In addition, there already are rumblings of diplomatic breakthroughs with several other Sunni Arab states, such as Oman, Bahrain and even Morocco. Sudan also is exploring normalization with Israel, after decades of siding with Iran and hosting radical Palestinian and Islamic terror militias on its soil. There also could be a knock-on effect throughout the rest of the world, as many other nations will begin to question why they must maintain a hostile posture towards Israel if so many Arab countries are befriending the Jewish state.

No doubt, US President Donald Trump and his foreign policy team have sprung a real coup for Israel and for all peace-loving nations. Reviled by so many at home and abroad, Trump deserves credit for a breakthrough that supposed ‘peacemakers’ like Bill Clinton or Barack Obama lacked the vision, energy and ability to attain. This also makes Trump’s re-election in November even more critical now for Israel and its emerging Arab peace partners

Not only would Trump and his team be able to continue the momentum of this breakthrough, and spread it to other Arab capitals. They also could continue to uphold a major pillar of the current diplomatic shift in the region – which is that the Sunni Arab bloc has come to trust President Trump when it comes to confronting Iran. He has proven that he is serious about challenging the militant clerical regime in Tehran over its renegade quest for nuclear weapons and its export of terror, weapons and chaos throughout the region.

That is a huge departure from the policies of appeasement toward Iran employed by the previous Administration, which included Vice President Joe Biden. Under Obama/Biden, the Sunni Arab states felt abandoned. Now with Trump they have a sense of reassurance, even to the point of coming out openly about their warming relations with Israel. And let’s not forget how Israelis felt when the Obama team (with no objection from Biden) gave Israel one last parting shot by orchestrating the passage of UN Security Council resolution 2334.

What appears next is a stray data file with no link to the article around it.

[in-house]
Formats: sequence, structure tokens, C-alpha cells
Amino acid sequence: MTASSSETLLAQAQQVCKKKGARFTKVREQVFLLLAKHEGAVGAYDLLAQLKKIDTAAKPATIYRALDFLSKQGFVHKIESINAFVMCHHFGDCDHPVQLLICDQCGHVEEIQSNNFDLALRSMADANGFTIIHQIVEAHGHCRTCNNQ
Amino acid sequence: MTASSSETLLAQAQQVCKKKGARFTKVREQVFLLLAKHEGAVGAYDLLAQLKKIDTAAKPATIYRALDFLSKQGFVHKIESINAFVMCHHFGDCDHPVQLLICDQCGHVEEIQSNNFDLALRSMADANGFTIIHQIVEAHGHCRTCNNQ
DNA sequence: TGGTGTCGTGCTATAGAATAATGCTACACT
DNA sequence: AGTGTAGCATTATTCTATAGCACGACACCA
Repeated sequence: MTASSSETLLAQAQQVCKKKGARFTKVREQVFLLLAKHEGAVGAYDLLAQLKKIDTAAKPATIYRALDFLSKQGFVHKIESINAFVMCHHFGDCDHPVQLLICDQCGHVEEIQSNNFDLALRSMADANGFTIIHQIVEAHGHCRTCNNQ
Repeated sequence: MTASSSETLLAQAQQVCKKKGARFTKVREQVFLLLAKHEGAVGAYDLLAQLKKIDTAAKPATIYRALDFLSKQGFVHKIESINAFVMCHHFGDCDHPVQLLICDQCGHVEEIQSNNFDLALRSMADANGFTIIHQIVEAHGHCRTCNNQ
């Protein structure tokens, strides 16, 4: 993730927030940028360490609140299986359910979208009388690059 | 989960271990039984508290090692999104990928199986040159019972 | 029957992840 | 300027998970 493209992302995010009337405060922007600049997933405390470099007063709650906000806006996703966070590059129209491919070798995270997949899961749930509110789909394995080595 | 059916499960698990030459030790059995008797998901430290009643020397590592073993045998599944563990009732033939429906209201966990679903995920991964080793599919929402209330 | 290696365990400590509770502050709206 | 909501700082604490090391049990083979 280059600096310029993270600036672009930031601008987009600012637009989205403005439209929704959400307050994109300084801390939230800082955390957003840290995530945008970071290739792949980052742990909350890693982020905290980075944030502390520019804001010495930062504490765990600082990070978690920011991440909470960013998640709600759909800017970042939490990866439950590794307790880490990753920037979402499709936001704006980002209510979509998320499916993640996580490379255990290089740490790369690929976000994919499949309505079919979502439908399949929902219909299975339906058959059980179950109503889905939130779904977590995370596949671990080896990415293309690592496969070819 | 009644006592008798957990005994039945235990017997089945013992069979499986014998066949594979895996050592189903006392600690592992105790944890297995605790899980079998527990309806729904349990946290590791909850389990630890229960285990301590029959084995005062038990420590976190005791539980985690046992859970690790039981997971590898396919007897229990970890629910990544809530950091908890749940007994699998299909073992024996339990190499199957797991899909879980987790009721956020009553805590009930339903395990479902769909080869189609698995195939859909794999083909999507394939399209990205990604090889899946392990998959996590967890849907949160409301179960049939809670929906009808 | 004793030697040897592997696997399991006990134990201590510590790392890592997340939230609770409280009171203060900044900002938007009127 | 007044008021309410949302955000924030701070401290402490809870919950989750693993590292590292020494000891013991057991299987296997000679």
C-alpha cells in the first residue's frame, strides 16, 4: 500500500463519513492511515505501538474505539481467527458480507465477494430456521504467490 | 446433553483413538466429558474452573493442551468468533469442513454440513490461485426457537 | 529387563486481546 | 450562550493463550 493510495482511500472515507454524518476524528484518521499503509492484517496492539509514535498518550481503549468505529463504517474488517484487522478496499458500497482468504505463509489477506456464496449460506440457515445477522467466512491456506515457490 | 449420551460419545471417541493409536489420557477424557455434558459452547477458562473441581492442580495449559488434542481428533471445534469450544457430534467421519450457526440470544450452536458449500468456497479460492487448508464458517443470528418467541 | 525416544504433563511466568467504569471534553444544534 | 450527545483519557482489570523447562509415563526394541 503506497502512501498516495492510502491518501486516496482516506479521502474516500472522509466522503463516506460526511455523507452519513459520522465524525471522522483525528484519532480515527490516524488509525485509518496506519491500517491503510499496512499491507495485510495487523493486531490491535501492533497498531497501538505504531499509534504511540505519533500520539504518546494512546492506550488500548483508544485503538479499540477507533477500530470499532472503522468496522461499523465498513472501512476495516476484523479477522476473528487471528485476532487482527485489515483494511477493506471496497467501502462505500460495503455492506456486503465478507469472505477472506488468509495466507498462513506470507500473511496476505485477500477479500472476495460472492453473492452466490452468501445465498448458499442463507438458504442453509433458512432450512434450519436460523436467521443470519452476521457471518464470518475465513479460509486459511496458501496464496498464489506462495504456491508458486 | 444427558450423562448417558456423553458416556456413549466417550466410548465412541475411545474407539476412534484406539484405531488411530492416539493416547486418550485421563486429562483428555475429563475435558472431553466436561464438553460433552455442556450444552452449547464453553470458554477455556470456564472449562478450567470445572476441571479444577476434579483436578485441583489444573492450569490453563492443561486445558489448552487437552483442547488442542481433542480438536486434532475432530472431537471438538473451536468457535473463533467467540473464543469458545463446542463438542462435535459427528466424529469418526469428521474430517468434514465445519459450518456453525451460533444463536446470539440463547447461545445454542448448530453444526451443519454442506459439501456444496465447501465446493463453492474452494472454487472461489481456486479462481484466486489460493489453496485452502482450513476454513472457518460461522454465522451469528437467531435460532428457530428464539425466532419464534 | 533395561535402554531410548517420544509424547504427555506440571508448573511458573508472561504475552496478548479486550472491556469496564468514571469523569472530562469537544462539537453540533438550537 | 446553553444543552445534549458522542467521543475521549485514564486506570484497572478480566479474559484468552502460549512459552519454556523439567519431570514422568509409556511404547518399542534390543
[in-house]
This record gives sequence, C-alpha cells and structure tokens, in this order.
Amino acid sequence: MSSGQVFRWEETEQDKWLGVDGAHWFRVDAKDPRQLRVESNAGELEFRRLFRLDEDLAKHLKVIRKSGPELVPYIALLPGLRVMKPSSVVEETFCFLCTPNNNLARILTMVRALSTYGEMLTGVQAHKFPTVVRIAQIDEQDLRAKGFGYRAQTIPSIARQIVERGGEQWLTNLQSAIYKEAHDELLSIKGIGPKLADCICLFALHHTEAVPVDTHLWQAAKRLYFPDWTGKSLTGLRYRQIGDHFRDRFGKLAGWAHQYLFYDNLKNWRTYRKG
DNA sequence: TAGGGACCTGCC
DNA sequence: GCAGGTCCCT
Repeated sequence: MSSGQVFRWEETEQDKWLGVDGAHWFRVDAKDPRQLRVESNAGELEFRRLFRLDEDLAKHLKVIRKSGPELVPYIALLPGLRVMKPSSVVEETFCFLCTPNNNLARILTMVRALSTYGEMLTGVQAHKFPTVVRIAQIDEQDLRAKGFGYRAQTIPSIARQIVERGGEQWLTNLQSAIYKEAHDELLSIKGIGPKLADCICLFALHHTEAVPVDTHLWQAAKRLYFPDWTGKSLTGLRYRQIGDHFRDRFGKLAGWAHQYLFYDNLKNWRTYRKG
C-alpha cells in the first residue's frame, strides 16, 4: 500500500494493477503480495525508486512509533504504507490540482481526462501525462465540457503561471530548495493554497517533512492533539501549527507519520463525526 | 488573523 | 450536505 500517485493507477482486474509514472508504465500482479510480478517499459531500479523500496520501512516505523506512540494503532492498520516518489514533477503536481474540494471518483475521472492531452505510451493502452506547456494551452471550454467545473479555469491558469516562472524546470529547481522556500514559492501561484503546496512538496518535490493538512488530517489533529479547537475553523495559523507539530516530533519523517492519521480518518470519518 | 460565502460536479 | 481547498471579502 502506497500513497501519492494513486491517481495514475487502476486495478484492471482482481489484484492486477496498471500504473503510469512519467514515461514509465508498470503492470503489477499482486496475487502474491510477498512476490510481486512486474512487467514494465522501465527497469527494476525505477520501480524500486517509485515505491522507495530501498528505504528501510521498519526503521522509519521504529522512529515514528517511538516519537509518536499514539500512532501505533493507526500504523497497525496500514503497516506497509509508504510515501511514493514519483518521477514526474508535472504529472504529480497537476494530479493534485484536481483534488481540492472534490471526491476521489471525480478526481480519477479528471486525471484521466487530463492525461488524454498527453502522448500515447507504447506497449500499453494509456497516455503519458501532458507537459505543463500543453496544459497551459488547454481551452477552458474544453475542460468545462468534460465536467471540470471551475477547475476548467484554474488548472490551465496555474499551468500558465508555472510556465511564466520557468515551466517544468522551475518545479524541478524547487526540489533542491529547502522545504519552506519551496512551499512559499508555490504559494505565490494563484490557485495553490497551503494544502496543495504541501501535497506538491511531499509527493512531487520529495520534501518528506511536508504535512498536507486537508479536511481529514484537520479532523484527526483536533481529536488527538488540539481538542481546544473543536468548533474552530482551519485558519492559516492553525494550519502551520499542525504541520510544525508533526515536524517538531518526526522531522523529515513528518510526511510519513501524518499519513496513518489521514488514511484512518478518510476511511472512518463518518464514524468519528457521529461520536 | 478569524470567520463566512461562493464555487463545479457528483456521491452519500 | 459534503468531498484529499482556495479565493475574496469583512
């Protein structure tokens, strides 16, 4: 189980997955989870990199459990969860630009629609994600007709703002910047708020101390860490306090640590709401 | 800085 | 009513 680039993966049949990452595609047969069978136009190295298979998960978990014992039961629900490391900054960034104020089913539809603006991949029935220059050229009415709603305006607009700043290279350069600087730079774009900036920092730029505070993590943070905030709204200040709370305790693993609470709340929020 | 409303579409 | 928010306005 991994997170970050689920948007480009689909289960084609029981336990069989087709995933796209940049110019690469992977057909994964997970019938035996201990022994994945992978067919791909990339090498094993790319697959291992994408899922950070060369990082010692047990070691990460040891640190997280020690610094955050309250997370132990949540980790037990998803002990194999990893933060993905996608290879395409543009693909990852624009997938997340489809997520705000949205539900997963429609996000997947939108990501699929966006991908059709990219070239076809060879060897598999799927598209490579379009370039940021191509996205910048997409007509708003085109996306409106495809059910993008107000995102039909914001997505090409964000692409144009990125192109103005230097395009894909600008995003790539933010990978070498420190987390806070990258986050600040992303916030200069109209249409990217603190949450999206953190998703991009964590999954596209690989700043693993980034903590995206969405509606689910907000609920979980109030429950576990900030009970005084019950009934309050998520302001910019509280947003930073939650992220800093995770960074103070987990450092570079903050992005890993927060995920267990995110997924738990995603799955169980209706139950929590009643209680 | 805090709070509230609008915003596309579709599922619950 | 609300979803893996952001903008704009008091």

By contrast, a Trump re-election could have many other positive impacts for Israel. For some reason, Trump has not had the international coattails one would expect, since he is actually admired by many national leaders abroad. Yet many nations have held back on following his lead in moving their embassies to Jerusalem, or in recognizing Israel’s sovereignty on the Golan. This is due in large part to the widespread animosity towards him in the media and concerns he may only be a one-term president. Yet if he wins a second term, I expect many other nations to finally give Jerusalem the respect it deserves and place their embassies in the city. They also may join Trump in recognizing the Golan as Israeli territory, and even change their stance on the legality of the settlements in Judea/Samaria, as Trump did. Time will tell!

 

 

David Parsons is an author, attorney, journalist, and ordained minister who serves as Vice President and senior spokesman for the International Christian Embassy Jerusalem; www.icej.org/